Remaining Ranch: The Remaining Ranch Area includes the remainder of the property and is categorized by the following focus areas: Oak Grove & East Ridge, West Ridge, Tolay Creek, Upland Ponds, Vineyard, South Knoll & Hunting Shack, and areas in the valley bottom outside of Tolay Lake.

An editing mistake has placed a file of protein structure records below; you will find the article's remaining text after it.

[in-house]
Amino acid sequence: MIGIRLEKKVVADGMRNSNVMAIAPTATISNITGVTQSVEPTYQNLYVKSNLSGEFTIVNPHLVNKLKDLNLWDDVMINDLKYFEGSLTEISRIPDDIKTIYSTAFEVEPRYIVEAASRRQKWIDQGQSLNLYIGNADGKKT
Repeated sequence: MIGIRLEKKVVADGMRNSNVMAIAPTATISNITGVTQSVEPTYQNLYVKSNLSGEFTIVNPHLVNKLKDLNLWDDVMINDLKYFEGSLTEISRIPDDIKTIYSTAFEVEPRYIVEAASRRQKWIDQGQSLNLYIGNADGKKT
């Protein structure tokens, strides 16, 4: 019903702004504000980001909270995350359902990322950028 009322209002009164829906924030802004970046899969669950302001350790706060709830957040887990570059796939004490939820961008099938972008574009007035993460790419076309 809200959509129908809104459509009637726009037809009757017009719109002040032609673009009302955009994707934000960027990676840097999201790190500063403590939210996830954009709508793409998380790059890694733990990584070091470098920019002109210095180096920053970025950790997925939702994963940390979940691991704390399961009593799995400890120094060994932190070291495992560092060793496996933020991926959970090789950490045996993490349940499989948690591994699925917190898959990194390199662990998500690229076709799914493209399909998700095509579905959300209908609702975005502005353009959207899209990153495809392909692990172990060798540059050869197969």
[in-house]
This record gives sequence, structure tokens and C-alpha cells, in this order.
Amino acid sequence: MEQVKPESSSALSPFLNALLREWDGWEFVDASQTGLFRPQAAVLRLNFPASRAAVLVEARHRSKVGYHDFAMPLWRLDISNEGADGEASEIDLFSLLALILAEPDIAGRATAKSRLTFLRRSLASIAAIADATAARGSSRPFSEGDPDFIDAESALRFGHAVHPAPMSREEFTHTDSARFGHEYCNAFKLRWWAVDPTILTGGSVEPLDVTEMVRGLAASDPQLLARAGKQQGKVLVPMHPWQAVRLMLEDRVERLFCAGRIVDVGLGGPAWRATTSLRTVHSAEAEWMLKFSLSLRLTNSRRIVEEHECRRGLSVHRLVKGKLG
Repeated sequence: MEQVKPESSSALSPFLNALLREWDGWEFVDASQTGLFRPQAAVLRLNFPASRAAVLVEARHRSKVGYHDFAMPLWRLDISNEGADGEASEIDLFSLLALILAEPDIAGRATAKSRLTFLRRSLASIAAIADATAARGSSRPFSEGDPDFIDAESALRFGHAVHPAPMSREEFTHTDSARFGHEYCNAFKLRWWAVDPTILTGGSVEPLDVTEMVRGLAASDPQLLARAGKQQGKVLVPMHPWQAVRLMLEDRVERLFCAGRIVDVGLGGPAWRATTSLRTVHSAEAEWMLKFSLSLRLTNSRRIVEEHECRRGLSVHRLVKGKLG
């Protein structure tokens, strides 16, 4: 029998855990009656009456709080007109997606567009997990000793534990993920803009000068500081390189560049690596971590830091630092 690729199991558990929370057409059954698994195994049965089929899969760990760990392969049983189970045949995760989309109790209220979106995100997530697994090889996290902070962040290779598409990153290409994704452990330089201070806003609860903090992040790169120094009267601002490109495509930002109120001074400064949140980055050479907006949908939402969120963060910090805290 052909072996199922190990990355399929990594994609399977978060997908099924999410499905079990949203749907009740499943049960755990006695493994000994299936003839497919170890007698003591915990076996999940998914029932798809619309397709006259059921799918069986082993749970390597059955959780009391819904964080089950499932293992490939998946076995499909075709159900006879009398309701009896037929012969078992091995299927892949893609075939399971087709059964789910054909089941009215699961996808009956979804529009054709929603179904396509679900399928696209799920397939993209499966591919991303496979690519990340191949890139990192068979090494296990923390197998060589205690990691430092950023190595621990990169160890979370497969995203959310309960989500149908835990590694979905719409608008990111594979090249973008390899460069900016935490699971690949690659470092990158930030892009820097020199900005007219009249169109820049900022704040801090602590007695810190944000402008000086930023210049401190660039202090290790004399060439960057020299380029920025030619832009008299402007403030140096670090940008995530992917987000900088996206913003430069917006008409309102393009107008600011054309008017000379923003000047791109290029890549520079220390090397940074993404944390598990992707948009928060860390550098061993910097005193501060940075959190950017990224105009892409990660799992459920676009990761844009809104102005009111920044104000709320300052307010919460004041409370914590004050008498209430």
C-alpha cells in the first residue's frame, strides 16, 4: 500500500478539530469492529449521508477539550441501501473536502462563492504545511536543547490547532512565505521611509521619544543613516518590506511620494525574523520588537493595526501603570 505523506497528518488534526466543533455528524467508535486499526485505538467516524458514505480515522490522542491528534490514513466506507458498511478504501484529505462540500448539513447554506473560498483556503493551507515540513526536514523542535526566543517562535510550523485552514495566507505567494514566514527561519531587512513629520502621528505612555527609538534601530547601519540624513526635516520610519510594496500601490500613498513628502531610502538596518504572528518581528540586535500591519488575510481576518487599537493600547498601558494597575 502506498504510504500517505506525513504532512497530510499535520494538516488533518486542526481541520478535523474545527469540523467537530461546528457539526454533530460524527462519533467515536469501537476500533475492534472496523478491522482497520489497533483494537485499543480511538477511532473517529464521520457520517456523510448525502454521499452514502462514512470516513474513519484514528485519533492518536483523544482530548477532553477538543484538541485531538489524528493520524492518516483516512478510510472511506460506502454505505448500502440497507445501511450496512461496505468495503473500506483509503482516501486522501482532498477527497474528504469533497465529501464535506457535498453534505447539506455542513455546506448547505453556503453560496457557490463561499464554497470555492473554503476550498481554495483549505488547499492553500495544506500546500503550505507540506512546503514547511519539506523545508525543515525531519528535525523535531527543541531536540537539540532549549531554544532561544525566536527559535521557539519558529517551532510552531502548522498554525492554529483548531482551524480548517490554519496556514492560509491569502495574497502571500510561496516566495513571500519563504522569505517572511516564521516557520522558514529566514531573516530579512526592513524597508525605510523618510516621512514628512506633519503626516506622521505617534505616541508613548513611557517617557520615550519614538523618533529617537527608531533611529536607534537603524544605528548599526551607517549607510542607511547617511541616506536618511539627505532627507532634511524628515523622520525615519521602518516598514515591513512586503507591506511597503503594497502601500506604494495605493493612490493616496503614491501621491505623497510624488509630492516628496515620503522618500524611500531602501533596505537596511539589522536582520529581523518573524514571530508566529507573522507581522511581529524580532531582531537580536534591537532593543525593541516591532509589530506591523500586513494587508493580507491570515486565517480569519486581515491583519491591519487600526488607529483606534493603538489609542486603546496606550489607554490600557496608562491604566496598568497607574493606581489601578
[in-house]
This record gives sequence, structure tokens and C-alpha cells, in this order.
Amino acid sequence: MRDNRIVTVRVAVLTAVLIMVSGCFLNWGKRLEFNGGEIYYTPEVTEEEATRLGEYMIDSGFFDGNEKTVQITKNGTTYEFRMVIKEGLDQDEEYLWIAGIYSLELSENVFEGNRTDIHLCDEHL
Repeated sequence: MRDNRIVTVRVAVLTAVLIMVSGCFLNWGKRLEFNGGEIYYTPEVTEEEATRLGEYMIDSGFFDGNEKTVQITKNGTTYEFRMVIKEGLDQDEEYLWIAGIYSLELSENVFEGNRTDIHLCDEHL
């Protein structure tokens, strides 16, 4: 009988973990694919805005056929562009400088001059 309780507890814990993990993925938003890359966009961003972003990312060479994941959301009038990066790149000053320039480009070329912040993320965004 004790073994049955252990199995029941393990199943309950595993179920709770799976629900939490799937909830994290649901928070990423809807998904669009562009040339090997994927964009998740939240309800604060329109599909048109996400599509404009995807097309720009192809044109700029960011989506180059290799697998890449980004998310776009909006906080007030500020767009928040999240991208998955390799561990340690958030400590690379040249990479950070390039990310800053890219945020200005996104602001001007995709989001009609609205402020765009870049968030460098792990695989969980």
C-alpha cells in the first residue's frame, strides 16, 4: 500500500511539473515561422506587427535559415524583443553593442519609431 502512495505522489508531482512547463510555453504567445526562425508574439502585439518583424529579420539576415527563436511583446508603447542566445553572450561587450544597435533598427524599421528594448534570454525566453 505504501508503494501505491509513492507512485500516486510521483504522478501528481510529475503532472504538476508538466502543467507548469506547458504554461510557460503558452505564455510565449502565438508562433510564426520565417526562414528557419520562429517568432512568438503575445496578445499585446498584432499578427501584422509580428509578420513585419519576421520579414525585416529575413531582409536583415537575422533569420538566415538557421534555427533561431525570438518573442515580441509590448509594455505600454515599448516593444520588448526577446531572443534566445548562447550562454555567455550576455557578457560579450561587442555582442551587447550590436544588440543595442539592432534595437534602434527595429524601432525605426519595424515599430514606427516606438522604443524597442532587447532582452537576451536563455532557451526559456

East Ridge & Oak Grove: The East Ridge contains numerous cultural and biotic resources, including the only significant oak grove on the property. Both historic and prehistoric features are interspersed throughout the coast live oaks that are hundreds of years old on the northern part of the East Ridge. At approximately twenty acres, the Oak Grove area is the largest oak grove on the property. A pair  of golden eagles has been frequently seen in the Oak Grove area; however no nests have been discovered on park property to date. An existing ranch road, now called the East Ridge Road, is generally drivable throughout the year, although during winter it becomes inaccessible near its southern terminus. There  are numerous active springs and seeps along the top of the East Ridge, some of which have been developed for livestock use. The Three-Bridge Vista is the high point of the property and consists of grassland covered knolls on the East Ridge. The view encompasses the Golden Gate Bridge, Richmond- San Rafael Bridge, and the Bay Bridge, downtown San Francisco and Oakland, and numerous other landmarks and is unlike any other southerly vista in Sonoma County currently accessible to the public.